New models - Audi - Q5 - Sportback
Sportback variant to accelerate already-strong Q5 sales
Audi joins popular medium coupe-SUV segment with stylish X4 and GLC Coupe fighter
5 Nov 2021
By MATT BROGAN
AUDI Australia says newly launched Sportback variants of its stylish Q5 will further increase sales of its already popular mid-sized SUV and possibly topple the BMW X3 from the segment’s number-one spot.
The Q5, which has found more than 40,000 Australian buyers since its initial release in 2009, was updated earlier this year and the fourth-generation range joined in August by a trio of coupe-SUV models in Audi’s swoopy Sportback body style that has now been officially released to local media.
Competing directly with the BMW X4 (from $83,471 before on-road costs) and Mercedes-Benz GLC Coupe (from $96,900 + ORC) in the thriving medium SUV over $60,000 segment, the Q5 Sportback range is priced from $77,700 (plus on-roads) and comprises mild hybrid four-cylinder petrol and diesel variants plus a performance V6 turbo-diesel, expanding the Q5 line-up to a total of 11 choices.
Speaking to GoAuto via a live video stream, Audi Australia product planning manager Peter Strudwicke said the Q5 Sportback has the potential to join the Q3 Sportback in forming a strong portion of overall model sales.
For example, Sportback variants of the Q3 account for half of all model sales locally, which Mr Strudwicke attributed to the model’s combination of form and function as a drawcard that style-conscious Audi customers appreciate, and one that is certain to apply to the larger Q5 range.
“We’re hoping for the Q5 and SQ5 Sportback to form around 25 per cent of the overall sales mix for Q5. Our competitors’ (coupe-SUV) models form around 20 per cent of their respective ranges, so we’re aiming to exceed that. Overall, we see an increase in sales for the Q5 range,” said Mr Strudwicke.
“Our customers tell us that the combination of design and practicality is what sets Sportback variants apart. In the Q3 range, the blend of design and the versatility has seen approximately the same number of Sportback variants sold as regular variants, and we think that balance will be reflected in the all-new Q5 and Q5 Sportback range as well.
In keeping with tradition, the performance SQ5 Sportback TDI ($110,900 + ORC) variant is dominating early sales.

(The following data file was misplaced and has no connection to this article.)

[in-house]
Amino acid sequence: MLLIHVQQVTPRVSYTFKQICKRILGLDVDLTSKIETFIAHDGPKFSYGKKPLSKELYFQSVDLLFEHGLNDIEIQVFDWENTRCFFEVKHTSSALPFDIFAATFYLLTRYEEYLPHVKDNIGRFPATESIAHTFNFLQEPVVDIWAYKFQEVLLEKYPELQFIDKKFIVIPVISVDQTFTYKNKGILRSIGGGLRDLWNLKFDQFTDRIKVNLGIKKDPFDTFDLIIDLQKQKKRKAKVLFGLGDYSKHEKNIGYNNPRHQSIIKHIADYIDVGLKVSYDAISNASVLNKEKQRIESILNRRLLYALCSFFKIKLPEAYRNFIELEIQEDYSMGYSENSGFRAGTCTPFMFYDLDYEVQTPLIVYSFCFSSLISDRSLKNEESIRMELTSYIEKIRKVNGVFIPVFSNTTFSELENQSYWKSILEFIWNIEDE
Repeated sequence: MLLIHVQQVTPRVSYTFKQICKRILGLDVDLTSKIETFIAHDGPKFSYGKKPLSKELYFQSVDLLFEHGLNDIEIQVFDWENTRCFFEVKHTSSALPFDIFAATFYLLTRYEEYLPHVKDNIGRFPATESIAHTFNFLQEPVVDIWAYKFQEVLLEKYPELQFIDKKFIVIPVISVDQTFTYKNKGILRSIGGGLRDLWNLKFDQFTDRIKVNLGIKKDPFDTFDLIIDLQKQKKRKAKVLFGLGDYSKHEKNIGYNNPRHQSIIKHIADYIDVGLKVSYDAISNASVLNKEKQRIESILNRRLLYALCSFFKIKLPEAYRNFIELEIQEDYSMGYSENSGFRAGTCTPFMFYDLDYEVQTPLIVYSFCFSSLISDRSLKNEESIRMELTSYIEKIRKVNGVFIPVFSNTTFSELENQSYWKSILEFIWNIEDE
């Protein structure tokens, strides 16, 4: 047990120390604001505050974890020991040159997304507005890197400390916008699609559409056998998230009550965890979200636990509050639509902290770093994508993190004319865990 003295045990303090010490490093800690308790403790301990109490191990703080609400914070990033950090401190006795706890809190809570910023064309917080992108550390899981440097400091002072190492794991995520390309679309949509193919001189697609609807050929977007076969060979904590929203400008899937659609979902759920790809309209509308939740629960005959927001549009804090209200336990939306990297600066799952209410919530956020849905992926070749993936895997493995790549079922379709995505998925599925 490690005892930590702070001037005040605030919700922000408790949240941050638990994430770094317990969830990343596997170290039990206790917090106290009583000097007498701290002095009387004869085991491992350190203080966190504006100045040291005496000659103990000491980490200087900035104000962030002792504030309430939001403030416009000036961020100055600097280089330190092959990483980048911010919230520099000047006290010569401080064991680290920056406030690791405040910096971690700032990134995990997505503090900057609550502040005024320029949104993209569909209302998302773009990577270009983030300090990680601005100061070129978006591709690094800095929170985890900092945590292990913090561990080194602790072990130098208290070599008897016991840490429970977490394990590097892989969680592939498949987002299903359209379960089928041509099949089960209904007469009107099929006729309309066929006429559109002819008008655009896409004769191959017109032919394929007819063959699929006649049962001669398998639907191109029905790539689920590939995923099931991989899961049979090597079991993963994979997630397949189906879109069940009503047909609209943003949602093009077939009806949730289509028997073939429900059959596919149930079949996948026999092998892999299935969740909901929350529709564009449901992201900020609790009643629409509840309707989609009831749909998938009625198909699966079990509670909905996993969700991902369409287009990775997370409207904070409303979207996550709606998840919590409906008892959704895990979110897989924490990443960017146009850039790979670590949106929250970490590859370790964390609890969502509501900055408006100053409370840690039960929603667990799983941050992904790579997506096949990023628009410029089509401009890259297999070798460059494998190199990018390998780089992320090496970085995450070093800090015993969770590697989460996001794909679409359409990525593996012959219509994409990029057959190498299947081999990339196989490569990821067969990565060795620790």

Mr Strudwicke said the original SQ5 – launched locally in 2014 – went on to form 30 per cent of Q5 range sales in Australia during its time in the market and that the latest SQ5 Sportback shows signs of emulate that trend, the model already accounting for 35 per cent of orders placed by eager customers.
It is expected the balance of Q5 Sportback sales will favour petrol-powered models with Audi predicting a sales split of 50 per cent in favour of the 45 TFSI variant and 15 per cent for the 40 TDI respectively.
“The Q5 has been our most successful SUV over the time that it has been on sale, with over 40,000 examples sold in Australia it quickly became the biggest seller in its segment,” said Mr Strudwicke.
“It’s only in the past couple of years that the Q3 has really started challenging the Q5, and in part that’s because it has that additional body style of the Sportback variant.”
Locally, Audi’s SUV models account for 80 per cent of the German brand’s sales, the Q5 ranking as the second-biggest seller (2849 units year-to-date) behind the Q3 (4358 sales).
Regular Q5 SUV variants (including SQ5 models) rank second on the overall category sales ladder, with 2849 examples sold to September 30 this year.
BMW leads the medium SUV over $60,000 segment with its X3 (3138 units), with third place falling to the Volvo XC60 (2827 sold).
Audi says it expects to further grow its local market share next year when several key new models arrive. The new A3 and S3 range is due in showrooms early in 2022 alongside the e-tron S performance EV in both SUV+ Sportback formats, with the RS3 hot hatch and sedan here before mid-year.
They will be joined in the latter half of 2022 by the new SQ7 and SQ8 TFSI performance large SUVs, as well as the e-tron GT and RS e-tron electric sportscar range.
Until then, it is the inaugural Q5 and SQ5 Sportback range that is expected to form the bulk of Audi’s local sales.
Pricing and specification highlights of the model show a well-specified and efficient line-up differentiated from equivalent Q5 wagon variants by not only an elegant body shape but also added equipment.
Standard inclusions are generous across the Q5 Sportback line-up and include Audi’s S line enhancements as standard over all three variants. A 10.0-inch touchscreen infotainment array with smartphone mirroring, wireless charging, proprietary satellite navigation, Apple CarPlay (wireless), Andriod Auto, and dual Bluetooth connectivity are also fitted.